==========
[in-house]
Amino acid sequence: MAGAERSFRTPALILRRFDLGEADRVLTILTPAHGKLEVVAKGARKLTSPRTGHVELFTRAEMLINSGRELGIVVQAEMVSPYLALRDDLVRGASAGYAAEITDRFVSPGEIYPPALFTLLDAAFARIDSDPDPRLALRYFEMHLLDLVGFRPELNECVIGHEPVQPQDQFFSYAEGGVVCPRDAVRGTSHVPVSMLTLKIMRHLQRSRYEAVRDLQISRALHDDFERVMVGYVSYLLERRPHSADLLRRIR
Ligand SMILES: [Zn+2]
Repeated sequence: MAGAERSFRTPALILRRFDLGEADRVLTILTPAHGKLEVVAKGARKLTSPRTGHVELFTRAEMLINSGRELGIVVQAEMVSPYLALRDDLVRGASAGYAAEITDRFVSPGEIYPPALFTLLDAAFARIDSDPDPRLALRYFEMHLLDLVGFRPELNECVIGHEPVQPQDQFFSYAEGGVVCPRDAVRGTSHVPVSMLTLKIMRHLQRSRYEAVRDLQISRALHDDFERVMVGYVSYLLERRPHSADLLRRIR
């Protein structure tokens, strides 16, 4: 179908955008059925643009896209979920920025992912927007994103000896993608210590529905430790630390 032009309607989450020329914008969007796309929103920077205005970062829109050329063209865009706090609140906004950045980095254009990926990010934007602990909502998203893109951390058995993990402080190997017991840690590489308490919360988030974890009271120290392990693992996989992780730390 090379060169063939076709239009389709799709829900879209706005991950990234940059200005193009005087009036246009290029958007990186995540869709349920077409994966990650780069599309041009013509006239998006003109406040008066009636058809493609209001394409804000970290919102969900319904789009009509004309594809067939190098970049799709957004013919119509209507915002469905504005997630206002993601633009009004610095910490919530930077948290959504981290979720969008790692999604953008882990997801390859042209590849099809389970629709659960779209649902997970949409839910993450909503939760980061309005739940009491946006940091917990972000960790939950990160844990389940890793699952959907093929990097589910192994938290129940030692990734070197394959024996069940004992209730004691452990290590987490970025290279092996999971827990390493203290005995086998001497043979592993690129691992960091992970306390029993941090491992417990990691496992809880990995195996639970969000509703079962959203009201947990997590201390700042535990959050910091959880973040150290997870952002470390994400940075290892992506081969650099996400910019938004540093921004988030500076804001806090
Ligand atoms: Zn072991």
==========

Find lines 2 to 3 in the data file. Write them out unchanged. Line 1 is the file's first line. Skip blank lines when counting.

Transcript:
Amino acid sequence: MAGAERSFRTPALILRRFDLGEADRVLTILTPAHGKLEVVAKGARKLTSPRTGHVELFTRAEMLINSGRELGIVVQAEMVSPYLALRDDLVRGASAGYAAEITDRFVSPGEIYPPALFTLLDAAFARIDSDPDPRLALRYFEMHLLDLVGFRPELNECVIGHEPVQPQDQFFSYAEGGVVCPRDAVRGTSHVPVSMLTLKIMRHLQRSRYEAVRDLQISRALHDDFERVMVGYVSYLLERRPHSADLLRRIR
Ligand SMILES: [Zn+2]